$45 million Kingman solar plant proposed

UniSource plan requires zone change by airport; power it produces will be expensive

Solar panels at La Senita School on Gordon in Kingman. (JC AMBERLYN/Miner)<br /><br /><!-- 1upcrlf2 -->

Solar panels at La Senita School on Gordon in Kingman. (JC AMBERLYN/Miner)<br /><br /><!-- 1upcrlf2 -->

KINGMAN - UniSource Energy Services is proposing a $45 million solar energy plant off Route 66 with construction beginning in February 2016, contingent upon rezoning changes and an amendment to Mohave County's general plan.

The proposal calls for two separate projects on 155-acre and 60-acre parcels on Avenida Verde north of Grace Neal Road, near Kingman Airport, said Mike Gibelyou, senior agent with UniSource's land resources department.

The larger site would produce about 20 megawatts of electricity, while the smaller parcel would produce up to 10 megawatts. Together, they can supply energy to 6,000 homes.

Gibelyou laid out the plan and took questions and comments from the public during an hour-long meeting Thursday evening at Mohave Community College.

He said Unisource would enter into a purchase power agreement, or PPA, leasing the land to a private company that would build the facility and sell power back to the utility company.

Audience member Garret Davis persistently asked how the photovoltaic solar energy facility would benefit Kingman.

How many people will it employ? Can we expect to see lower electric bills? Will UniSource educate people on how to set up their own photovoltaic solar panels?

"A little bit of outreach would be good for Kingman," Davis said. "I really believe in solar energy. I'm not here to fight you."

Construction is expected to take about seven months, so that will provide some jobs and a trickle-down effect for local businesses, Gibelyou said. It's basically an unmanned facility with probably one electrician contracted for maintenance.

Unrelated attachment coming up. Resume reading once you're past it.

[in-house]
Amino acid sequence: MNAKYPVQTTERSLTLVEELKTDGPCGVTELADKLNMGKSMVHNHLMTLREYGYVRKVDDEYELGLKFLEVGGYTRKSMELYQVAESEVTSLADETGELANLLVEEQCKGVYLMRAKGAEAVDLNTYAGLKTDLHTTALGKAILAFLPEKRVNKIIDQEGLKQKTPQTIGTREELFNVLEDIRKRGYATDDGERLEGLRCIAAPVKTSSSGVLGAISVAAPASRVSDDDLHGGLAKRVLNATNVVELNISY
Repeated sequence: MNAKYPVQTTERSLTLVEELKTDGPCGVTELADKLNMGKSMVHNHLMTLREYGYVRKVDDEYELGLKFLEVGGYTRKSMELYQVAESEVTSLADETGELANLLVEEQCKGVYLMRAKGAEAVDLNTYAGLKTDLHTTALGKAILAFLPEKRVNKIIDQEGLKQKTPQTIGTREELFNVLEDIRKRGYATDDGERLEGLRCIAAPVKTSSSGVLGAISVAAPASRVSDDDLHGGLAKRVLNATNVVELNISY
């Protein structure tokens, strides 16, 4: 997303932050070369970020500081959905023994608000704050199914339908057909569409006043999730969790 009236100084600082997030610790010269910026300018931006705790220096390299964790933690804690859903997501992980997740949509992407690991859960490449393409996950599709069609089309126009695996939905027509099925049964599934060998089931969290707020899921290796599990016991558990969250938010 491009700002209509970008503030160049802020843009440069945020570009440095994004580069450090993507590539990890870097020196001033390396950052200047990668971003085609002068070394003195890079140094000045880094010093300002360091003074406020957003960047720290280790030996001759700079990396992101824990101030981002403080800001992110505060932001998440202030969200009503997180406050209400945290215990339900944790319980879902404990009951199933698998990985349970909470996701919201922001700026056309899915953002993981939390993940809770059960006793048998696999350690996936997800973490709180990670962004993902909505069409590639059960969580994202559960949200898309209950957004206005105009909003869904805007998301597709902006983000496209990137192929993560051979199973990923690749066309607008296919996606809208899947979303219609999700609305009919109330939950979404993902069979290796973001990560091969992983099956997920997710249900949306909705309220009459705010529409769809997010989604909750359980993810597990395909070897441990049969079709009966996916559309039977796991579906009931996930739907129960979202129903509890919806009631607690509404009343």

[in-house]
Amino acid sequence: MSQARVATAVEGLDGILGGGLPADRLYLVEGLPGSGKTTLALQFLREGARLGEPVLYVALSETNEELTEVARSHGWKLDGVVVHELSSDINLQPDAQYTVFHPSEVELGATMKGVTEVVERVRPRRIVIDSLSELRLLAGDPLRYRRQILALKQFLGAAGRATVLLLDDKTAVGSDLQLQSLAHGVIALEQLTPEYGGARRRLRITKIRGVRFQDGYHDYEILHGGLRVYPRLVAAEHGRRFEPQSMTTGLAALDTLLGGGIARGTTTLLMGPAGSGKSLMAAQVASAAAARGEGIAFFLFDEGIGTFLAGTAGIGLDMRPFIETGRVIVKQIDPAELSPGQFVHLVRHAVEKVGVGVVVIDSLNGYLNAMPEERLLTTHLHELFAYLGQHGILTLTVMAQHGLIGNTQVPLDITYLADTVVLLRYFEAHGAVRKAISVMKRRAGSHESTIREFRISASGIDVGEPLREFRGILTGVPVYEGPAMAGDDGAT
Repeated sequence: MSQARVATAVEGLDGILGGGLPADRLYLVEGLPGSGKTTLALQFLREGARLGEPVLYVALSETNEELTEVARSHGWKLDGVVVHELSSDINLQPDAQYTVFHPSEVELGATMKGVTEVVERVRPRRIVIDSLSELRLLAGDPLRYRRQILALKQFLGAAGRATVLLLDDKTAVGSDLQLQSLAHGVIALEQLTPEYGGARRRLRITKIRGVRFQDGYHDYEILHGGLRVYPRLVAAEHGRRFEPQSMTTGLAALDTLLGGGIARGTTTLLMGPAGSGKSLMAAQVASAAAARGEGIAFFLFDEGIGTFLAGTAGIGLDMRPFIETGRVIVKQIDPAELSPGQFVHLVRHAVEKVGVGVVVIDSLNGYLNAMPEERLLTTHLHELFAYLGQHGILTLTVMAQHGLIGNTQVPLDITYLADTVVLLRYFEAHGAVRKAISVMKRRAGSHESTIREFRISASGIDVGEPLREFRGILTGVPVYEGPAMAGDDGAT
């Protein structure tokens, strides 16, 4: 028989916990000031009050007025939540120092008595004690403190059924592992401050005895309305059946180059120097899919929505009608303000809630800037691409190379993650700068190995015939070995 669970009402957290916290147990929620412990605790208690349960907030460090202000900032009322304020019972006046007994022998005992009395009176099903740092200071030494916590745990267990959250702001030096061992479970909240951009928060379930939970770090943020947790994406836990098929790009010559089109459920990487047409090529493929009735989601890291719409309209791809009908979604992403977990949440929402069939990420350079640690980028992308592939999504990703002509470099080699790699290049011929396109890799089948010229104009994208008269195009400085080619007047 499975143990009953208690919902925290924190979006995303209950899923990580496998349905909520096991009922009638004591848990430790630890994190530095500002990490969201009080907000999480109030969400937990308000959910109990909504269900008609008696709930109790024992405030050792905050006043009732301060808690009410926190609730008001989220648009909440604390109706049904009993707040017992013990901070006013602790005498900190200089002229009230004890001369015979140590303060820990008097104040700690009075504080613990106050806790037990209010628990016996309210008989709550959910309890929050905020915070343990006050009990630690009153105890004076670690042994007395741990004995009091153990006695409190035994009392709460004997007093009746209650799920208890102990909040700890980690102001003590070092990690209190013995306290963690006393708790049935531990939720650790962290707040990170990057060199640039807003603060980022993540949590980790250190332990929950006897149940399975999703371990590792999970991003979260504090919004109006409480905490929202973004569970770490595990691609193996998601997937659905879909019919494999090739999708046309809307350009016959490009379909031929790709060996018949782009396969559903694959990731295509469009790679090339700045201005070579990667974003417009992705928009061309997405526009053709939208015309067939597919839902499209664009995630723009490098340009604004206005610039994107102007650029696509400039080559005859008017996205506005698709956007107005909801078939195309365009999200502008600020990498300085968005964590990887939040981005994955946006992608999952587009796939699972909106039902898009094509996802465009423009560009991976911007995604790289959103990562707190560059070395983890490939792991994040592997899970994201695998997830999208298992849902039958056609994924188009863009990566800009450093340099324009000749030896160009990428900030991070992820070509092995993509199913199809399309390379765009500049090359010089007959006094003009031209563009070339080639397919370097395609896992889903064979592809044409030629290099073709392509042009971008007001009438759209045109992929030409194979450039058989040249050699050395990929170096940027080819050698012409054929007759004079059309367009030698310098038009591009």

As for rates, the cost for solar power is higher than that of natural gas and coal-generated electricity, Gibelyou said. Unfortunately, it will be a while before savings are realized.

So why build it?

"That's a good question, probably for someone higher than me," the UniSource manager said. "Basically, I think the country is looking at alternative energy sources. Eventually, once the efficiency base increases, we'll reach par with other resources."

The Environmental Protection Agency is cracking down on coal-powered plants, having already shut down Mohave Generating Station in Laughlin, and that's another reason the government is pushing renewables, Gibelyou noted.

Mandate

Arizona Corporation Commission set a mandate that electric utilities generate 15 percent of their energy from renewable resources by 2025. The commission's Renewable Energy Standards encourage utilities to use solar, wind, geothermal and other technologies to generate "clean" energy to power Arizona's future.

Eileen Jacobson, senior program manager at UniSource, said the ACC set a current surcharge on electric bills that goes toward funding construction of renewable sources of energy.

Gibelyou addressed a number of concerns from nearby residents, including noise, dust, traffic and effect on property values.

He suggested people stand next to the fence around solar panels at La Senita School or Kingman Regional Medical Center. They may hear a click when the panels turn for maximum exposure to the sun during the day, but more noise comes from traffic on Route 66, trains rumbling through Kingman and flight training at the airport, he said.

Traffic will be heavy during construction, but once it's finished, there may be one or two pickups a month going to the facility. Gravel will be laid down on heavy travel areas and other roads will be coated with a polymer for dust control, Gibelyou said.

As for property values, the facility is more than a half-mile from any residential development. A neighbor who doesn't take care of their home would have a worse effect, he said.

The solar facility proposal is tentatively on the agenda for the March 11 meeting of Mohave County Planning and Zoning Commission, and will go before the Board of Supervisors in April.

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